United Kingdom Pig Meat Market Update - May 2010

James Park, senior economic analyst with AHDB Meat Services Economic and Policy Analysis Group, explains the latest trends in pig production in the UK and European Union.
calendar icon 11 May 2010
clock icon 8 minute read

UK Prices

The DAPP continued to increase throughout March to average 142p per kg, four pence higher than at the start of the year but no different from the same month last year. During the first three weeks of April, the DAPP continued to increase to 145p per kilo in week ended 17 April, three per cent lower than at the same time last year.

Average carcass weights remained above 79kg throughout March and during the first three weeks of April. Average probe measurements remained at or just below 11mm throughout March and early April.

Weaner prices continued to increase further as a result of short supply within the market. During March and early April the 30kg GB weaner price increased to just below £55 per head, almost 11 per cent higher than at the start of the year. Despite increasing in value by almost £6 since the start of the year, the weaner price in week ended 24 April was similar to year-earlier values.

Following price increases in the sow market during the first quarter, the average sow price reduced in early April to below 98p per kg, 19 per cent lower than year earlier values. The expectation in the industry is for this situation not to improve in the near future due to the impending holiday periods having an adverse effect on the sector. The German market for sows has weakened with the average price, in sterling terms, two pence lower in March compared with February and April quotations recorded around 99p per kg.

Exchange Rates and EU Prices

Since the start of March, the Euro has depreciated against sterling from 91 pence to 86 pence in mid-April, two pence away from a 52-week low. However, at this value, sterling remains predominantly weak. At the EBLEX/BPEX conference, Tom Vosa of the National Australia Bank forecast that the value of the pound would recover to 78 pence per Euro, albeit not in the short- to medium-term. The impact to the industry of this occurring in the short term could not be overstated. Currency movements have been dominated by a weakness in the Euro rather than strength in sterling. The Euro continued to decrease throughout the first quarter against the US dollar and in mid-April was valued at $1.31, one cent away from a 52-week low.

The increases in the European pig reference prices that occurred in February stopped during March with the average price reducing marginally to just below €135 per 100kg. The reduction continued during the first three weeks of April with the EU-27 average price being marginally higher than €132 per 100 kg. During the end of March and the beginning of April, the Spanish reference price reduced by €5 per 100 kg to €135 per 100kg in week ended 18 April.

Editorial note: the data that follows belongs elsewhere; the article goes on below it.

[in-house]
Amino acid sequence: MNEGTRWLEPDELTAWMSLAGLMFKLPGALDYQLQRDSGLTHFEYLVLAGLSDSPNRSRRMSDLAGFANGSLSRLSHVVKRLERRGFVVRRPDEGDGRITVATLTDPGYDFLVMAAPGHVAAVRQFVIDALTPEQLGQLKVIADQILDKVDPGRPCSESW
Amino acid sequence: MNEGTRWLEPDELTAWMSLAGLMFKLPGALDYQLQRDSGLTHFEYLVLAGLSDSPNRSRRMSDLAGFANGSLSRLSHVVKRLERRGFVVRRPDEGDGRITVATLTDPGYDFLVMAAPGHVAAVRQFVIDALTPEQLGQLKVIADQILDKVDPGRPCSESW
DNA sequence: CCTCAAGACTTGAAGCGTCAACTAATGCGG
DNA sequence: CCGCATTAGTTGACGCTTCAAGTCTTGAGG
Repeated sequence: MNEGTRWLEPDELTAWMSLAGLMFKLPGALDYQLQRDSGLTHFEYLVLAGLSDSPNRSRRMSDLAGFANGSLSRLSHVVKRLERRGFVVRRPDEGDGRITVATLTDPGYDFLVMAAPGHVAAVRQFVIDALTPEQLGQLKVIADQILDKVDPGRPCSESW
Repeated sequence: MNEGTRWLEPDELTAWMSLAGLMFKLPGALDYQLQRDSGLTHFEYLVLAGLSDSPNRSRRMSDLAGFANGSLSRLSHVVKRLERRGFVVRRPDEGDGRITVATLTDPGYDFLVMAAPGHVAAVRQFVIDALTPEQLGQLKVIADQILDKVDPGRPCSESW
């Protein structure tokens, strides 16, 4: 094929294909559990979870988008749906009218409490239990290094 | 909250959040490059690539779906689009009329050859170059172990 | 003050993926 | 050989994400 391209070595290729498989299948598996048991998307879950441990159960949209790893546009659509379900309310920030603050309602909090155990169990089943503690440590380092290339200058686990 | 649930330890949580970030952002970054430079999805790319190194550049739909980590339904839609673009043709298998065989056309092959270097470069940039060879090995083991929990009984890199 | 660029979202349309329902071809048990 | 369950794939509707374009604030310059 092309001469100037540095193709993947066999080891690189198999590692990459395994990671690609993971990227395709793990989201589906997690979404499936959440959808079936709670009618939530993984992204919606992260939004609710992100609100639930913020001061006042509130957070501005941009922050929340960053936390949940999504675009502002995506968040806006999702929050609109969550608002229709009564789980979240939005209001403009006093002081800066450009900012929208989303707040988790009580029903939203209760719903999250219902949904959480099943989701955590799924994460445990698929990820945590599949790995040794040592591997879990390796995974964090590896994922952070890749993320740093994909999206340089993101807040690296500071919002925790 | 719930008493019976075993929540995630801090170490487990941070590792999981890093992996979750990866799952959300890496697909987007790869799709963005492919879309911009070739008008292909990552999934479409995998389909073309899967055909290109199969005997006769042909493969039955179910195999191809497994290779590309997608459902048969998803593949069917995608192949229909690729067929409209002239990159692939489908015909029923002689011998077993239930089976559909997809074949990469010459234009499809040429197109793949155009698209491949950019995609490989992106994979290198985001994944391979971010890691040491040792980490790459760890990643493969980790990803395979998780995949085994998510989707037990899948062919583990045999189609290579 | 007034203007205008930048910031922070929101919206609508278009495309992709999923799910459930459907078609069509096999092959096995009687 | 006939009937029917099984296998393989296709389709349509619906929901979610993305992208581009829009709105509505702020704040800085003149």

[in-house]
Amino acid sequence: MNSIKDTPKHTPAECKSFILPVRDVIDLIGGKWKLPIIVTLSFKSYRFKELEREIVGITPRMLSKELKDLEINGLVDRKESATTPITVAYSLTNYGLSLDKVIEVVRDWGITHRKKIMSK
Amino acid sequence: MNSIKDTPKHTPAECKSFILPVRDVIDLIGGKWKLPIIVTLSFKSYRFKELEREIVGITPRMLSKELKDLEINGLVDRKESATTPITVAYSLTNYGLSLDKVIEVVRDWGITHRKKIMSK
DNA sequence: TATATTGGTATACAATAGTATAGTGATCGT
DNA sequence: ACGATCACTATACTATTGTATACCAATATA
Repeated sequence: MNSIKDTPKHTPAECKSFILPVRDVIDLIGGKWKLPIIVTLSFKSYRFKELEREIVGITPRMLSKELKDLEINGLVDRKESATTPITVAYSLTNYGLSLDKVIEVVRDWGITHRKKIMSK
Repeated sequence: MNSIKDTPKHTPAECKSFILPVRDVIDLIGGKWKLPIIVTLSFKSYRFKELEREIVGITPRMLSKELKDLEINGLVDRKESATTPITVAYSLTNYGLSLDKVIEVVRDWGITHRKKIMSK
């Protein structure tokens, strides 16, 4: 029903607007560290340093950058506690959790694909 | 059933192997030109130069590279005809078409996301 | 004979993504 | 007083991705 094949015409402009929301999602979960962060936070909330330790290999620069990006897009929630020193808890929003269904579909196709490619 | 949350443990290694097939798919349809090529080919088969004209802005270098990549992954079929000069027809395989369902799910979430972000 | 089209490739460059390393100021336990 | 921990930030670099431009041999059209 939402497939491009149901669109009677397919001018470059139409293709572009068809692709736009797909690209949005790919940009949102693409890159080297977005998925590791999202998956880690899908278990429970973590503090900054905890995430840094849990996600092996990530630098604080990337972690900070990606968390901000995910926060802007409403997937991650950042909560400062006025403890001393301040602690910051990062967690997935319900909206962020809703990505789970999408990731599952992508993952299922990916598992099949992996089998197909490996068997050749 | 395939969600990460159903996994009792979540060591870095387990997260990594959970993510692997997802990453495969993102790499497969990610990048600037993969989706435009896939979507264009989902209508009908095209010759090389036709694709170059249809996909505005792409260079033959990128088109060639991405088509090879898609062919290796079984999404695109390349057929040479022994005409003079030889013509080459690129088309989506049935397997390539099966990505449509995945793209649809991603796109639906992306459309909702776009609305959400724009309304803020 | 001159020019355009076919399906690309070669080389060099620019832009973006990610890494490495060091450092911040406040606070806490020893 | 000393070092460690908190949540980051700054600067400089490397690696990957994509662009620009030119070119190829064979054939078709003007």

UK Slaughterings and Production

Following further revisions by Defra, slaughterings of clean pigs in the UK totalled 705,000 head in March, eight per cent higher than a year earlier and resulting in 2.25 million head throughput during the first quarter of 2010, five per cent more than the same period a year earlier. Estimated slaughterings for the first three weeks of April indicate a lower throughput than in March although slaughterings are remaining marginally higher than year-earlier volumes.

Year-on-year sow slaughterings increased by 2,200 head in March to 18,000 head resu lting in a cumulative first quarter increase of 10 per cent to 55,700 head.

During the first quarter of 2010, 187,000 tonnes of pig meat were produced in the UK, seven per cent more than a year earlier due to higher slaughterings and carcass weights.

The fundamental market conditions remain in place for producers to maintain a positive margin in 2010. The DAPP increased throughout the first quarter of 2010 whilst feed prices remained relatively depressed. The December census data indicated that the breeding herd increased year-on-year and, despite the challenging weather conditions in the early part of 2010, a controlled expansion in the breeding herd is expected. This was indicated by the increased number of gilts in pig recorded in the census statistics, pointing towards an increased number of replacements in the herd and a likely increased productivity leading to a greater production of pig meat in coming months.

However, the number of pigs slaughtered in the UK in 2009 was revised down by Defra to 8.8 million head, four per cent lower than year-earlier throughputs. As a result, the forecasts for 2010 published in April have been revised down. The poor weather conditions in January, which affected growth, productivity and mortality rates, have led to a further contraction in the forecast for 2010 during the second and third quarters of 2010 before a more considerable expansion in throughput in late 2010 and into 2011.